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Tribalism: Us and them

Economic disparities are one legacy of the colonial era, but such social divides can be politicised - and militarised.
Last Modified: 23 Feb 2013 16:55

With members of tribes and ethnic communities forced from their land during colonial times in favour of other groups, resentment continues to linger around the lack of land reforms since Kenya's independence in the 1960s.

As some communities and districts were favoured by the British occupiers over others, entire regions have found themselves marginalised and under-developed, a social injustice that has yet to be fully rectified.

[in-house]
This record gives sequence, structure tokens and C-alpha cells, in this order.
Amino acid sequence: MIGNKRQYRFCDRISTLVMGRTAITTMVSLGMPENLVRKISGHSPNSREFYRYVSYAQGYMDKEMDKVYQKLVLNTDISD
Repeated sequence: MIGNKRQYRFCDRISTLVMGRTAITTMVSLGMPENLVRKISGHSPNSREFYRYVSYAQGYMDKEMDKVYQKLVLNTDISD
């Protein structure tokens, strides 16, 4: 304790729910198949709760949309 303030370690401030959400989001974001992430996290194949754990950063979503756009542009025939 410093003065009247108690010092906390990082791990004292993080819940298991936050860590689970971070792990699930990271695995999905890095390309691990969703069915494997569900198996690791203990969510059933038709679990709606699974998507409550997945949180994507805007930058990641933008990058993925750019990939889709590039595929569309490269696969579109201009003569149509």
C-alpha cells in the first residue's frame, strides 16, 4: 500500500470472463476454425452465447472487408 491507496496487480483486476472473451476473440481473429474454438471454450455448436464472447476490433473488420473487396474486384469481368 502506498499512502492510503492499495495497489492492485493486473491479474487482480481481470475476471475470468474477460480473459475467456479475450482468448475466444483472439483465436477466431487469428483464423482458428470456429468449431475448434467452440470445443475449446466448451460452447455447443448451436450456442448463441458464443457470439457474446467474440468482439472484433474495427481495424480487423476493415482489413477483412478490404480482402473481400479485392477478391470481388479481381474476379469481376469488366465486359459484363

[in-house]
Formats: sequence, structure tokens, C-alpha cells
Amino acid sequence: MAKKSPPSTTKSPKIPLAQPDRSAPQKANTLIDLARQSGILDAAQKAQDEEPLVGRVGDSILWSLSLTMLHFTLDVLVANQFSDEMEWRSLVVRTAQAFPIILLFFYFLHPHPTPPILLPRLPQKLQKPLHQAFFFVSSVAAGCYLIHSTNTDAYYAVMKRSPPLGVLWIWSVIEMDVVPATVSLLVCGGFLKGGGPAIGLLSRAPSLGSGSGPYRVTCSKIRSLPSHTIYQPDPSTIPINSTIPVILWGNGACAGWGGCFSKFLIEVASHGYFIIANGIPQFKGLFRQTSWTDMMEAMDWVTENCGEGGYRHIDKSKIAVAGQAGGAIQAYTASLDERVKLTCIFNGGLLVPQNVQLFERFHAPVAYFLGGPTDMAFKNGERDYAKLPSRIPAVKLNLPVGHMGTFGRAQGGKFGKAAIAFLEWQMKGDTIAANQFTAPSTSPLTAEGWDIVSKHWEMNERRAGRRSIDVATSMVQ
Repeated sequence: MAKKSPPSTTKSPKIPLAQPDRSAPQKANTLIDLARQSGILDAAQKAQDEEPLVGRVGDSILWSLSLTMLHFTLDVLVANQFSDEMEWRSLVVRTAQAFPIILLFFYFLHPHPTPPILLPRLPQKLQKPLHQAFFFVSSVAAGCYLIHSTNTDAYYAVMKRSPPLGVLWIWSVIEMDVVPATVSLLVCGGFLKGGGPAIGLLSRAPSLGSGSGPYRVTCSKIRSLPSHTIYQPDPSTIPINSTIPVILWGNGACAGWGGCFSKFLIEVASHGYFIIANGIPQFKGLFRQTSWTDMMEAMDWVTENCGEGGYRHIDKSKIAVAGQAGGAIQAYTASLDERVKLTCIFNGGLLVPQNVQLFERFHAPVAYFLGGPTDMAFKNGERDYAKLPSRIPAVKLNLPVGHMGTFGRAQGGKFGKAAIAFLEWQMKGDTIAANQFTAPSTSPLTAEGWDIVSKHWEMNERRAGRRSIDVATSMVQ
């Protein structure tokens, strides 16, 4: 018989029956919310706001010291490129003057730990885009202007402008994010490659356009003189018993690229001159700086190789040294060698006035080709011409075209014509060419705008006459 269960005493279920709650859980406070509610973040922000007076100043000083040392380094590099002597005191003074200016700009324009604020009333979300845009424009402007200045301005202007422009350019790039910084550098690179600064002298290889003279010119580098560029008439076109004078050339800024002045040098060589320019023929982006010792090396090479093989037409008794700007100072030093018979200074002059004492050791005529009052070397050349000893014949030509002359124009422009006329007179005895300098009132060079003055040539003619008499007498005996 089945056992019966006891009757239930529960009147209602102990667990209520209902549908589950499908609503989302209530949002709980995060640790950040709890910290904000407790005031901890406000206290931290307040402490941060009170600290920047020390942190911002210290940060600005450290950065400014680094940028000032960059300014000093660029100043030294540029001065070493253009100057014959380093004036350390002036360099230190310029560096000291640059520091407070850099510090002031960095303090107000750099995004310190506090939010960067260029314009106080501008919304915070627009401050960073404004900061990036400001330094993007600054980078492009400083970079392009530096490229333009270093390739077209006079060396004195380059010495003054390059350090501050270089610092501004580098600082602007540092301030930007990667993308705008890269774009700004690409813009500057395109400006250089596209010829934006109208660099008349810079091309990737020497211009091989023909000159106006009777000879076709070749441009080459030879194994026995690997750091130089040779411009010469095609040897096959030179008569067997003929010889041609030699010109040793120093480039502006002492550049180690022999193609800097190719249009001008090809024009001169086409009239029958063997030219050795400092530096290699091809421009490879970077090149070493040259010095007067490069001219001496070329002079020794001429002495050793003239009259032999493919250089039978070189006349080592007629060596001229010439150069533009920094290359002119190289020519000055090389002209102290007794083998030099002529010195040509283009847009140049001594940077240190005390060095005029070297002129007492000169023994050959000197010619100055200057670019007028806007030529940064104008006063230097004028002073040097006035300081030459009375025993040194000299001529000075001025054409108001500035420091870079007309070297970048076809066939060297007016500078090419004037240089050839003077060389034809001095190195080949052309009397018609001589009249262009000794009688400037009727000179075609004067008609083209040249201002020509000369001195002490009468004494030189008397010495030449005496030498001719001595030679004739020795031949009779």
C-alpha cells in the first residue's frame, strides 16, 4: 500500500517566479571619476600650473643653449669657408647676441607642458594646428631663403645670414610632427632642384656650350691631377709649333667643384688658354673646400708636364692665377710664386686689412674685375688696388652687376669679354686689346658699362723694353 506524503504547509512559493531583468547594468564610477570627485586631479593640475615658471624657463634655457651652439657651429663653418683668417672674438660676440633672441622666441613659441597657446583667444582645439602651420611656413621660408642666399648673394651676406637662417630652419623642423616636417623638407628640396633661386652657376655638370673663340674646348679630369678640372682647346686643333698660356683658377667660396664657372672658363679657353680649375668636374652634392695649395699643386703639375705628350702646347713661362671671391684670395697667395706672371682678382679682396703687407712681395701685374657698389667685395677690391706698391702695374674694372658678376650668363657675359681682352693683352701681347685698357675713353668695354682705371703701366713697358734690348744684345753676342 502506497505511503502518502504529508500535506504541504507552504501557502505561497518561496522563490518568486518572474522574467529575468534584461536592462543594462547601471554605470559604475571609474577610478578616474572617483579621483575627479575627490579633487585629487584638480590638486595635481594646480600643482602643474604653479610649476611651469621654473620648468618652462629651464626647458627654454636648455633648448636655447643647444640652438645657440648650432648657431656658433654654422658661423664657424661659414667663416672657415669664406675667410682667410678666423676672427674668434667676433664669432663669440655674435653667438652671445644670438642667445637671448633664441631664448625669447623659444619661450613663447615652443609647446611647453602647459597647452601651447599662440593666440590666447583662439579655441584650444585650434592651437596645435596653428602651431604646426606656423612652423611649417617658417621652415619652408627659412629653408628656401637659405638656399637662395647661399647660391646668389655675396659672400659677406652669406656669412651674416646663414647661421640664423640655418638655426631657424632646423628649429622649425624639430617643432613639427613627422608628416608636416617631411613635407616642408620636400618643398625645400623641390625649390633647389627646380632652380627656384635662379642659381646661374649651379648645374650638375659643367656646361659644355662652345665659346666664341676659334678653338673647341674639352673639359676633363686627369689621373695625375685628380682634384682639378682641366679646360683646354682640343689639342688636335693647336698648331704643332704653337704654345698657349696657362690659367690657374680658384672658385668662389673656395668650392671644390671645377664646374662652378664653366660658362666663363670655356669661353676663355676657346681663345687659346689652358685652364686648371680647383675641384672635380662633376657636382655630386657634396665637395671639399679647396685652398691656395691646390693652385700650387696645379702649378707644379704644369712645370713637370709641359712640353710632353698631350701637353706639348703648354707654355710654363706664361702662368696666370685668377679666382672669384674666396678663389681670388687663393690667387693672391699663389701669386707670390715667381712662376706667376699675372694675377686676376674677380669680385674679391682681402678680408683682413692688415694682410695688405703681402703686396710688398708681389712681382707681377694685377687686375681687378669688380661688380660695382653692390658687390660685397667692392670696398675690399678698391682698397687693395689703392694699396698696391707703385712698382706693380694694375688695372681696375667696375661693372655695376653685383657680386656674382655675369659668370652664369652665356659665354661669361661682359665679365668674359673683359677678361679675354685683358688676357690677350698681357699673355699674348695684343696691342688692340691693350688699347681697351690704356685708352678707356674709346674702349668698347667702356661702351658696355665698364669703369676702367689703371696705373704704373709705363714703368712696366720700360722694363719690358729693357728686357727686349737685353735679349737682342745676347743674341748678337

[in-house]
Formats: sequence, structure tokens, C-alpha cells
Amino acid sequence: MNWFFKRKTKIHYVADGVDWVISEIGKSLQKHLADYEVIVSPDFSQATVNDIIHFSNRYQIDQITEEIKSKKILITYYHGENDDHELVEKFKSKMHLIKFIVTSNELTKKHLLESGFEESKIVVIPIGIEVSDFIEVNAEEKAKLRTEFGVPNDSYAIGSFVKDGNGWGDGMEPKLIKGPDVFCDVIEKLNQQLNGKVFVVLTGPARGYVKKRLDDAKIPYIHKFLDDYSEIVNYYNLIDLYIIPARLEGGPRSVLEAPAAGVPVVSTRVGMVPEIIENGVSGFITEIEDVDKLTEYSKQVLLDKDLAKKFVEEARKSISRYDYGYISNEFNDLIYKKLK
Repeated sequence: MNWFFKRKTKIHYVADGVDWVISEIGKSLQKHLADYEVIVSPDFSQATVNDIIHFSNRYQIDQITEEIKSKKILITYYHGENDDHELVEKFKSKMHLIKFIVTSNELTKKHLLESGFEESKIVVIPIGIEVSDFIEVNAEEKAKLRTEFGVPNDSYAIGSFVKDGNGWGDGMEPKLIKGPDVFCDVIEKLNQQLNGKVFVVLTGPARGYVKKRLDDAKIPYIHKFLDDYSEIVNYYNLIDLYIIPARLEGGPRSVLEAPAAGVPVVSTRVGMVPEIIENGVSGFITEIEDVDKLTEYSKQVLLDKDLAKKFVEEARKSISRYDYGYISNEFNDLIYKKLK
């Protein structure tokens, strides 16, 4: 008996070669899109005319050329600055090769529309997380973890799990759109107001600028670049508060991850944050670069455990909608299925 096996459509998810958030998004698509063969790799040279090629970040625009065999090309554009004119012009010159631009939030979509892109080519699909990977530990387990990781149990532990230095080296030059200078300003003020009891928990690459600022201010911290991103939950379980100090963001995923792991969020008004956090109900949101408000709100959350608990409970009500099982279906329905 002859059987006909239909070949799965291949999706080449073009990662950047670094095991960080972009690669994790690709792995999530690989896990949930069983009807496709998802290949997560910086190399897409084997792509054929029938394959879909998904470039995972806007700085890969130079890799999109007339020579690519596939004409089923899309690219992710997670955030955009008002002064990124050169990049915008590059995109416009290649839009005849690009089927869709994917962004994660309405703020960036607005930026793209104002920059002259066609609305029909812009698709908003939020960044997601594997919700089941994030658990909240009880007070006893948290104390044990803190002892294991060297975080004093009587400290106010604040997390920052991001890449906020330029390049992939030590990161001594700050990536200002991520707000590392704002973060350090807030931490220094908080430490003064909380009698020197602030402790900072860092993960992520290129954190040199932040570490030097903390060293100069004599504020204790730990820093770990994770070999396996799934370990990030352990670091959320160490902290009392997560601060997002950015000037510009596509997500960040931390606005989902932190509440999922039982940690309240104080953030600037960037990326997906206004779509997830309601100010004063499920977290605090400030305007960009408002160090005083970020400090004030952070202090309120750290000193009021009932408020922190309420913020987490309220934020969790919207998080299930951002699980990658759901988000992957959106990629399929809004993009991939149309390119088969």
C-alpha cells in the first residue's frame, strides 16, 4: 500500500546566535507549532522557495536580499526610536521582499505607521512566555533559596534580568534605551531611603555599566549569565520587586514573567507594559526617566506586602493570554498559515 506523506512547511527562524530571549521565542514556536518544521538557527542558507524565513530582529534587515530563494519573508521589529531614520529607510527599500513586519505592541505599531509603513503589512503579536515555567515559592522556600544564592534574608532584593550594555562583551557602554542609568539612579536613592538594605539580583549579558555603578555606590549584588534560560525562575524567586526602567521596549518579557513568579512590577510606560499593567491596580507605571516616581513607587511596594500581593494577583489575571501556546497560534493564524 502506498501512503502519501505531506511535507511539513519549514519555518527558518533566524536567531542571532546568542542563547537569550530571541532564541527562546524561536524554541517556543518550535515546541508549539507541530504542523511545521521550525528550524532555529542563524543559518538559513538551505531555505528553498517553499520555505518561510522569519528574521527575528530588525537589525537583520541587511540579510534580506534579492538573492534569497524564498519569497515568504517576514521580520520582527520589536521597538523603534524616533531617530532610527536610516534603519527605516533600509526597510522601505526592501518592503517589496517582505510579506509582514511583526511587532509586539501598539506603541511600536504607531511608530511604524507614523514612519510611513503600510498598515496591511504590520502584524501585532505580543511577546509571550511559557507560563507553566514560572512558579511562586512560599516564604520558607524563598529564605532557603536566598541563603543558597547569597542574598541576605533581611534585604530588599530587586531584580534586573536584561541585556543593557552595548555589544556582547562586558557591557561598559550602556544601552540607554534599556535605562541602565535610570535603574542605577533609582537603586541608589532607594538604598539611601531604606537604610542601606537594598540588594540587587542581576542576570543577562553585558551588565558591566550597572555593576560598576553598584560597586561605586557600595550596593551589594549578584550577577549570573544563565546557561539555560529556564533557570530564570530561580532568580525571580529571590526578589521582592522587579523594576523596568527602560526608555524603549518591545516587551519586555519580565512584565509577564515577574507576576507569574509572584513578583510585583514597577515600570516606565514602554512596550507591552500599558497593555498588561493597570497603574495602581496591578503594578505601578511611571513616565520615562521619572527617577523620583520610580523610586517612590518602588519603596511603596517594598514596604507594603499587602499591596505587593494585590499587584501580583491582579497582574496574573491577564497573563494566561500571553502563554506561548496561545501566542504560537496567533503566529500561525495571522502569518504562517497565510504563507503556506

Deep-seated economic inequalities between regions and between ethnic groups can easily be politicised. "And what has been both ethnicised and politicised can easily be militarised," says anti-corruption activist John Githongo.

Otsieno Namwaya, from Human Rights Watch, agrees: "We are seeing mobilisation along ethnic lines, such that the election is turning out to be a competition between tribes and communities...

"We are beginning to see a devolution of violence."

This video is part of IRIN's "No Ordinary Election" series. Catch up with the whole special series here.

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